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The basement of project mangement is quality. But quality, while PMI has its own approach defined into the PMBOK and other informaion, it is a matter of each organization definition. So, what you stated in your last paragraph is a must. In my personal experience, you have to be as flexible and adaptable as possible with focus on your current reality without betraying the basement of project management.
Thank you Sergio for verifying my approach to this.
I'd start by familiarizing yourself with two of the more commonly followed change models out there - John Kotter's leadership-driven change approach & ADKAR's model for personal change.
Both will give you some good ideas...
I agree with Sergio. As a newly hired project manager, you have the opportunity, nay the responsibility, to add to your employer's culture.
Don't be subsumed by your organization's culture. Be curious and question everything.
You have a great opportunity to change the paradigms and promote change. Be open to understand the culture, but do not be afraid to act in a different way to try and test new ways to move the organization ahead. I have s een people that come to organization to be weird and a new entrepreneurs in the organization to seed the change. GO AHEAD.
They might be asking you as someone new to the organisation, so you can share your experiences from life "on the outside". I would also do some research into what change initiatives have started and failed in the organisation and why, so you can have some background with the perception of change management and how your talk might be reacted to.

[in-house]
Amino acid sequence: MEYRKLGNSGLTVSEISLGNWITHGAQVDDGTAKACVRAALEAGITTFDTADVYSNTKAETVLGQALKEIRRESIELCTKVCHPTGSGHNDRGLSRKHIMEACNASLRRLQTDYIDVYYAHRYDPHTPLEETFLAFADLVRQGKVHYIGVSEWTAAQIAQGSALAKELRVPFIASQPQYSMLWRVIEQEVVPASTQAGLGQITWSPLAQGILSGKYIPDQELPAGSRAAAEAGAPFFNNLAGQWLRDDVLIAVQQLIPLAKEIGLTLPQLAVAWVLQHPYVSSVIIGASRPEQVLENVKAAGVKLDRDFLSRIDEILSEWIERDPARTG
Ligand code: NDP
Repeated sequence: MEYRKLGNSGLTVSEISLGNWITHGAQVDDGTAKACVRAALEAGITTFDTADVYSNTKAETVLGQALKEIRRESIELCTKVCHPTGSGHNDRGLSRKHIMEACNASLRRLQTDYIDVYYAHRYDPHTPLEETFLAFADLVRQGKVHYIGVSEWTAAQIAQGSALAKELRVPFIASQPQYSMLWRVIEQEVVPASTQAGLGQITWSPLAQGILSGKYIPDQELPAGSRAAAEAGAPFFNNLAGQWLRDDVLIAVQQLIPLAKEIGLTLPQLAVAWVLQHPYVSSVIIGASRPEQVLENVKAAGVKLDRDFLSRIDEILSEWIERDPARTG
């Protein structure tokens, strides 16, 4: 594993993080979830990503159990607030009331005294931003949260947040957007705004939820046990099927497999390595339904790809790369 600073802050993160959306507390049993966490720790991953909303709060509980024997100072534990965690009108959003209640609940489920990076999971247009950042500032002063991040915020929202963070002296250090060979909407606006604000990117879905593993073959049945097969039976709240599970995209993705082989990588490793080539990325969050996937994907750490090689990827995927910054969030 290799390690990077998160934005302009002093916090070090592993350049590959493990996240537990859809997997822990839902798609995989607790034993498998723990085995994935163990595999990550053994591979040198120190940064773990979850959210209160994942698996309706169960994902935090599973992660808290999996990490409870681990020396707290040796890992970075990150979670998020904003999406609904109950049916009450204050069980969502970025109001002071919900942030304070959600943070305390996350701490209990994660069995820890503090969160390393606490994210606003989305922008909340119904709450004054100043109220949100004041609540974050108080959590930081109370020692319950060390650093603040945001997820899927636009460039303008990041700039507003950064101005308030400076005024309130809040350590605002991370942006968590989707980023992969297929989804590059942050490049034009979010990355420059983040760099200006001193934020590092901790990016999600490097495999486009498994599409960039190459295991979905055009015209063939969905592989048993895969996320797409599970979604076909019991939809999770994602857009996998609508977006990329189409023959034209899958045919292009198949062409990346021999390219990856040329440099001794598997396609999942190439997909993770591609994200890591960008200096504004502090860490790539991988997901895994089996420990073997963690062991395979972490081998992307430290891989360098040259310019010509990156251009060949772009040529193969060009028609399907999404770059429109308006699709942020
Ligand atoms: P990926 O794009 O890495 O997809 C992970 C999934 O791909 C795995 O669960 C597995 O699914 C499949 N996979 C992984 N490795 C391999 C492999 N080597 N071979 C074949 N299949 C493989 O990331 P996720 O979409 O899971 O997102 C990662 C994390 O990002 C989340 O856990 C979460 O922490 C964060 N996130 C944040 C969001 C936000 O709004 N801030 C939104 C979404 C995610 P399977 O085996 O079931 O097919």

I totally agree with Mr. Bondale. John Kotter's Change Model will be great guidance for you.
In line with @Elizabeth’s thoughts, I would recommend that you informally reach out to individuals on the leadership team and get their thoughts on "change", both from a historical and way-forward basis. Doing this will provide knowledge, and "relationship points" that will increase the opportunity that your plan will gain acceptance and a mandate.
Really super advice from the community. I'll chime in with a similar approach - ask questions, be curious, have conversations, understand what is happening and why decisions have been made. Give yourself credence and context. From there, guide toward the goal line. It won't help to implicitly say the current direction is wrong by explicitly prescribing an approach. Gently work through a path forward and strategy that satisfies the needs - as learned from your curiosity and conversations.
Agree with Sergio
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